I chose the title of this blog (Flying Over Byzantium) because of a fascination I have with Byzantium, or more truthfully, with my internal image of Byzantium. Just as the term byzantine wasn't used until long after the empire had gone, there is now a version of Byzantium in the public consciousness which is only distantly related to the historical city of Byzantion. In this blog's about page when I say “Byzantium is a state of mind” that version is what I am referring to; though of course I was also referencing the Billy Joel song, which is about feeling a need to return to New York. And this in turn can be seen as referencing the well-known legend of Tannhauser; when Joel sings it comes down to reality, and it's fine with me cause I've let it slide he casts himself as the knight returning from Venus' land, in my mind at least. This sequence (from my About Page to the popular song to the popular myth) is an example of a palimpsest, each layer largely erasing the layer it depends on.
Byzantium, and cities like it, are palimpsests themselves, with layer after layer erasing, yet being constructed on, the earlier layers. While Istanbul is probably not as complex in its layering as some, like London, it's nevertheless one of the richest in symbolism, with some of the world's finest mosques built on the sites of Constantinople's churches built over Byzantion's greek temples. And the delight in colour and complexity in art which Byzantine art gave to both the western and Islamic worlds deepens this richness. When researching Byzantine history I discovered that it gave much more, too: for example, the Byzantine solidus was the direct ancestor of the Arabic dinar and the linguistic ancestor of a variety of money words such as shilling, sou, and indirectly soldier, since they were paid in solidi.
This illustrates that languages, too, are palimpsests, the English language more than most. This is one of the themes of my favourite poem sequence, Mercian Hymns by Sir Geoffrey Hill, who died last year. This is occasionally touched on explicitly in phrases like “Seasons touched and retouched the soil” (retouching is the process of improving by making small alterations), but many of the poems deal with the layered nature of history and language, drawing threads from the era of King Offa to the time of the author's childhood.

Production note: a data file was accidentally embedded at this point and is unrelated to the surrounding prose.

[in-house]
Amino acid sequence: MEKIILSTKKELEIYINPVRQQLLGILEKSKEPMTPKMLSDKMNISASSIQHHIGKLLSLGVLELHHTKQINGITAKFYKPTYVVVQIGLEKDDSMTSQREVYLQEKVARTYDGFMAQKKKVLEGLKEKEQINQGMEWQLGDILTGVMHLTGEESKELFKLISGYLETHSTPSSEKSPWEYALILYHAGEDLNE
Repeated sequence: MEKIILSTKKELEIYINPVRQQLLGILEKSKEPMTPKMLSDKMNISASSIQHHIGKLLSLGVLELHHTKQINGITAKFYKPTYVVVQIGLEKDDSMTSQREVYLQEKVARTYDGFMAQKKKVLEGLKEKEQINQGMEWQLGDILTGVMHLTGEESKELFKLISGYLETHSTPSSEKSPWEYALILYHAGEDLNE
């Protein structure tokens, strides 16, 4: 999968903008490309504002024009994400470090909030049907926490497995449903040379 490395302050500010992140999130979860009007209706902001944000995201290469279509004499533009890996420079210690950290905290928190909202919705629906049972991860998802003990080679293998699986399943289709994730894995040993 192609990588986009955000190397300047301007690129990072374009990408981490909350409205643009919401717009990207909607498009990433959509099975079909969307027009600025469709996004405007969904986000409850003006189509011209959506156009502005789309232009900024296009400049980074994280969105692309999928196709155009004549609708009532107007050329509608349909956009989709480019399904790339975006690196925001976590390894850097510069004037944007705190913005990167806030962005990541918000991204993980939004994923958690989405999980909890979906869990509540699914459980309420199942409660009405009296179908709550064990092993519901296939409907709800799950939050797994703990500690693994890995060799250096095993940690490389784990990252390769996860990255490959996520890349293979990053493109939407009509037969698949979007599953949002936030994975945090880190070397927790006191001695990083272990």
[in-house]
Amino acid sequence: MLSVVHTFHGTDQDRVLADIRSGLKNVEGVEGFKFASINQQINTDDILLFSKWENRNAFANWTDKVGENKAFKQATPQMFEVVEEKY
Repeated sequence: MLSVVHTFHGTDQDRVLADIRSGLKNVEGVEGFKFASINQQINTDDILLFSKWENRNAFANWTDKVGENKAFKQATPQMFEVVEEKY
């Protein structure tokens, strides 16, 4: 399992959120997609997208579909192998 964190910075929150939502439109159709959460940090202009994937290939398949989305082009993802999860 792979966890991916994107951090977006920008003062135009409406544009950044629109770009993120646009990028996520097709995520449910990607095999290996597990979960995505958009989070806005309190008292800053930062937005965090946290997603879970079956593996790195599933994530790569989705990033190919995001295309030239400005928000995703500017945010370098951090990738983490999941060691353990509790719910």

In my idea of Byzantium I take inspiration from Hill's personal approach to language and history through poetry, and also from W.B. Yeats' poems Sailing to Byzantium and the later Byzantium. These poems appropriate the historical city and overlay it with a personal mythology, the later poem also using the earlier as its foundation.
I've wanted to write my own poem about Byzantium for some years. I have accumulated what I call a ‘solution’ of material (from which my poem will be distilled) through historical research and some ideas of my own about the nature of place and art, and my relationships with them. But I have held off because I'm still discovering my relationship with art; and like many relationships, the discovery phase can last a lifetime. People are palimpsests too, later ideas and feelings often eclipsing those which went before, making them hard to examine.
Perhaps I should try to take a snapshot and retouch it afterwards. Or take a leaf from Yeats and write a first poem which tells, and only later, a second which actually shows. Whatever I do, when I build my own Byzantium poem, it will be on the foundations of Yeats and Hill.
(photo taken in the New York subway; the mosiac aspect reminded me of Byzantine pavements and I made a series of photographic artworks based on this which are all on flickr; the top line of tiles, between two lines of black, is purple - a colour reserved for royalty in Byzantium)